Zeros

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Key Questions

  • The zeros of a function represent the x value(s) that result in the y value being 0.

    The zeros of a function represent the x-intercept(s) when the function is graphed.

    The zeros of a function represent the root(s) of a function.

    The zeros of a function represent the solution(s) of a function.

  • Answer:

    Graph the function on a graphing calculator to see what the x-coordinates are where the function intersects the x-axis.

    Explanation:

    The zeros of a function are found by determining what x-values will cause the y-value to be equal to zero. One way to find the zeros is to graph the function on a graphing calculator to see what the x-coordinates are where the function intersects the x-axis.

  • A zero of a function is an interception between the function itself and the X-axis.
    The possibilities are:

    • no zero (e.g. #y=x^2+1#) graph{x^2 +1 [-10, 10, -5, 5]}
    • one zero (e.g. #y=x#) graph{x [-10, 10, -5, 5]}
    • two or more zeros (e.g. #y=x^2-1#) graph{x^2-1 [-10, 10, -5, 5]}
    • infinite zeros (e.g. #y=sinx#) graph{sinx [-10, 10, -5, 5]}

    To find the eventual zeros of a function it is necessary to solve the equation system between the equation of the function and the equation of the X-axis (#y=0#).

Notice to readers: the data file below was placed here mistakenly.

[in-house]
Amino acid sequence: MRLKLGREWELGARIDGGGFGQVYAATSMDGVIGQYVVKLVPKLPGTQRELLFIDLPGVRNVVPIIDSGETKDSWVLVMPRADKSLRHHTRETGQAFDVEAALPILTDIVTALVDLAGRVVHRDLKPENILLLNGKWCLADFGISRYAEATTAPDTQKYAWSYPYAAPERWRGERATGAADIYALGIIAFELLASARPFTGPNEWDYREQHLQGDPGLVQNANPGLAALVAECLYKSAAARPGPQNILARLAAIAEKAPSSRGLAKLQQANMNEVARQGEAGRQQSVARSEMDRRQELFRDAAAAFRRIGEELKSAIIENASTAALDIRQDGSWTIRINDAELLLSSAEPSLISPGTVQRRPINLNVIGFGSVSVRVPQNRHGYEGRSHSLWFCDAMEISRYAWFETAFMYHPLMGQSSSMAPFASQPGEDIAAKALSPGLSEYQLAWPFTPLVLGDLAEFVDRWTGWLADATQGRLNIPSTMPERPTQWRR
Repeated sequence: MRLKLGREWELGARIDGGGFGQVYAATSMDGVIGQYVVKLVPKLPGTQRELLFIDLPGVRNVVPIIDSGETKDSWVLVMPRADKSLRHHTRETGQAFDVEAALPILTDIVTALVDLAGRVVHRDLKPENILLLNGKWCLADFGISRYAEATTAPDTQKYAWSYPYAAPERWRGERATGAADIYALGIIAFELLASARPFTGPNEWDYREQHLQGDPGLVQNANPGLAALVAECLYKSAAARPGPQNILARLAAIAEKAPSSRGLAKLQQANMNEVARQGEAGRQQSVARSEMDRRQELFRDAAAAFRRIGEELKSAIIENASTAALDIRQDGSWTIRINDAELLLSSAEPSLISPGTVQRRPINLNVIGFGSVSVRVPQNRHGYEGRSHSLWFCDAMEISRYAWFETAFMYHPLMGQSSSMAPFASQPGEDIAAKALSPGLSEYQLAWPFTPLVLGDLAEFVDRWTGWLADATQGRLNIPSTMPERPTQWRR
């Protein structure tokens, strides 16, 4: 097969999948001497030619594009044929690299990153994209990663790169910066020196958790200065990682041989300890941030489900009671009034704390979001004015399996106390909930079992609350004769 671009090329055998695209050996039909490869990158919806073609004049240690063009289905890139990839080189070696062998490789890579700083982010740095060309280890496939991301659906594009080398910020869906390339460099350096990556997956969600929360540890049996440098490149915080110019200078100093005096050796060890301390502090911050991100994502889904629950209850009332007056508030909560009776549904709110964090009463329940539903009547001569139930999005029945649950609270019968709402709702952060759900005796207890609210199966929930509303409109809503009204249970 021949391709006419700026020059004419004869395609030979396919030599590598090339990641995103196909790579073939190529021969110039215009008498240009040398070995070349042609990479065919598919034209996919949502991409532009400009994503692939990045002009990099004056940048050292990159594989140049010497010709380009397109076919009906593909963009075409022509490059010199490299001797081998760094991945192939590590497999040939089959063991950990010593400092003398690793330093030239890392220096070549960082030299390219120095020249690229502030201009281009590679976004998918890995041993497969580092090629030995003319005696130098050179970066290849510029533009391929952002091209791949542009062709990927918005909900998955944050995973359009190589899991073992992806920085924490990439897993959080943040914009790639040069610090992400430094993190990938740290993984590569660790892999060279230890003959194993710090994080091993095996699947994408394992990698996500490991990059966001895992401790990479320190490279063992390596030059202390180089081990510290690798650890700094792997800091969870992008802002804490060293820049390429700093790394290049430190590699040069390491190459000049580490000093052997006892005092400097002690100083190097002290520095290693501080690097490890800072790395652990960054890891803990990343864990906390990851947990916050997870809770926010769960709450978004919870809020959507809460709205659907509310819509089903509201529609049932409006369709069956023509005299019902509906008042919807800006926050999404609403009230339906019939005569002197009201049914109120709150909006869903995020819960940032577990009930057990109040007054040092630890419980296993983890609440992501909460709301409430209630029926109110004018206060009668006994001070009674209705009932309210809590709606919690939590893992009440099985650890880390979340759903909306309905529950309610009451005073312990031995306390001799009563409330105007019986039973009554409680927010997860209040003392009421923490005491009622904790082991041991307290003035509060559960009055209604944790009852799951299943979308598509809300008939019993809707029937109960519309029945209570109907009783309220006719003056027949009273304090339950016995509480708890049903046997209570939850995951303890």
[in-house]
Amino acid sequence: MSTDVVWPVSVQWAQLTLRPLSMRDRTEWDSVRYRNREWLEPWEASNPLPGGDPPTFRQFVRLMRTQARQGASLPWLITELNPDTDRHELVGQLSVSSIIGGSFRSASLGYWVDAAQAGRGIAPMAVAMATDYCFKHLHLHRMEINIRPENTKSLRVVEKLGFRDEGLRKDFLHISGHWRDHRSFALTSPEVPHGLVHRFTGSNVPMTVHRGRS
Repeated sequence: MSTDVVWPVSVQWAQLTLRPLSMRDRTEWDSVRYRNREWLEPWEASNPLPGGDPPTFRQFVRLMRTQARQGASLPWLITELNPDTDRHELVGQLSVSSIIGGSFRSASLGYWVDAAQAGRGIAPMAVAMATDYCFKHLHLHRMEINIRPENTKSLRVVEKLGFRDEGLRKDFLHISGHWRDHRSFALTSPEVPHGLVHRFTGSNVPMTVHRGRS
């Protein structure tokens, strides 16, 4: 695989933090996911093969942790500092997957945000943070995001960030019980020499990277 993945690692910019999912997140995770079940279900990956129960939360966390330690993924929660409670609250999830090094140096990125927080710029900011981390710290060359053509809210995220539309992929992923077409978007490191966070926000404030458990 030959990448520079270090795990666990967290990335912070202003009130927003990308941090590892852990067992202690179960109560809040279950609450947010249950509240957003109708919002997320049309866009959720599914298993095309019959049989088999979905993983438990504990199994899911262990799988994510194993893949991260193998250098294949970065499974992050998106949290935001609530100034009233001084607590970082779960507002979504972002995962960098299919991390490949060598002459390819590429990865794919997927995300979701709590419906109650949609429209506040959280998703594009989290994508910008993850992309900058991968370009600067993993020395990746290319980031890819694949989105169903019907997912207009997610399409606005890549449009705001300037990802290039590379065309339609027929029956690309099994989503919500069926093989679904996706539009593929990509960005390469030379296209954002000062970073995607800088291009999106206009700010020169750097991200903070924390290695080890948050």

• Answer:

    If algebraic solutions are not usable, try Newton's method or similar to find numeric approximations.

    Explanation:

    Quintics and other more complicated functions

    If #f(x)# is a well behaved continuous, differentiable function - e.g. a polynomial, then you can find its zeros using Newton's method.

    Starting with an approximation #a_0#, iterate using the formula:

    #a_(i+1) = a_i - f(a_i)/(f'(a_i))#

    For example, if #f(x) = x^5+x+3#, then #f'(x) = 5x^4+1# and you would iterate using the formula:

    #a_(i+1) = a_i - (a_i^5+a_i+3)/(5a_i^4+1)#

    Putting this into a spreadsheet with #a_0 = -1#, I got the values:

    #a_0=-1#

    #a_1 = -1.166666666666667#

    #a_2 = -1.134701651504899#

    #a_3 = -1.133002126375077#

    #a_4 = -1.132997565917805#

    #a_5 = -1.132997565885065#

    #a_6 = -1.132997565885065#

    If #f(x)# has several Real zeros, then you may find them by choosing different values of #a_0#.

    Newton's method can also be used to find Complex zeros in a similar way, but you may prefer to use methods like Durand-Kerner to find all zeros at once.

Questions